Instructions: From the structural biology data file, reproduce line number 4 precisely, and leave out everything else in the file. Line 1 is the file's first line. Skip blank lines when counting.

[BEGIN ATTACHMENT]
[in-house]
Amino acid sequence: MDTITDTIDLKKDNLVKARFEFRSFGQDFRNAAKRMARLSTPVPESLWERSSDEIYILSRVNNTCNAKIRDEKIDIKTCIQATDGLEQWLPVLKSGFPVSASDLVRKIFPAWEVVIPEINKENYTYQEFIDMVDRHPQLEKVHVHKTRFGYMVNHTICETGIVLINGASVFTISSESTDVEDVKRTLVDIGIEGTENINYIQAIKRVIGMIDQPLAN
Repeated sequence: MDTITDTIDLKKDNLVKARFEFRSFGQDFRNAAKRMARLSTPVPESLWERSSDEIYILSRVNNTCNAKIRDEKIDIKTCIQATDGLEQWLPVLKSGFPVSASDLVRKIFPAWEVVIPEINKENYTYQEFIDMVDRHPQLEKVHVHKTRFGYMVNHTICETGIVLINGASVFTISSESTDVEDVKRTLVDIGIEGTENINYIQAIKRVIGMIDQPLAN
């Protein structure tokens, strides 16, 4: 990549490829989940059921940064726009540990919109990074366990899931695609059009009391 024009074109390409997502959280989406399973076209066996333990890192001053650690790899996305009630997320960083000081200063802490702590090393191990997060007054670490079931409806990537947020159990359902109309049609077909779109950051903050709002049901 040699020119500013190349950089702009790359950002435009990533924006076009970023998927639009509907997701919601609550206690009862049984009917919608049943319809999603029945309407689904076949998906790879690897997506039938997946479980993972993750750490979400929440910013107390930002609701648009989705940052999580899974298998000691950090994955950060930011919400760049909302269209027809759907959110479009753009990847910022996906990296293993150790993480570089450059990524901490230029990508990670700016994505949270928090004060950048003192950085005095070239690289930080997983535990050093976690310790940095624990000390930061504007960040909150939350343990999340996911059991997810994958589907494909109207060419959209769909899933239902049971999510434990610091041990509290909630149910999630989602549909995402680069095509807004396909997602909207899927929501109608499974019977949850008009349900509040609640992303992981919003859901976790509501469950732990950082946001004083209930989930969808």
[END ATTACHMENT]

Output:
């Protein structure tokens, strides 16, 4: 990549490829989940059921940064726009540990919109990074366990899931695609059009009391 024009074109390409997502959280989406399973076209066996333990890192001053650690790899996305009630997320960083000081200063802490702590090393191990997060007054670490079931409806990537947020159990359902109309049609077909779109950051903050709002049901 040699020119500013190349950089702009790359950002435009990533924006076009970023998927639009509907997701919601609550206690009862049984009917919608049943319809999603029945309407689904076949998906790879690897997506039938997946479980993972993750750490979400929440910013107390930002609701648009989705940052999580899974298998000691950090994955950060930011919400760049909302269209027809759907959110479009753009990847910022996906990296293993150790993480570089450059990524901490230029990508990670700016994505949270928090004060950048003192950085005095070239690289930080997983535990050093976690310790940095624990000390930061504007960040909150939350343990999340996911059991997810994958589907494909109207060419959209769909899933239902049971999510434990610091041990509290909630149910999630989602549909995402680069095509807004396909997602909207899927929501109608499974019977949850008009349900509040609640992303992981919003859901976790509501469950732990950082946001004083209930989930969808």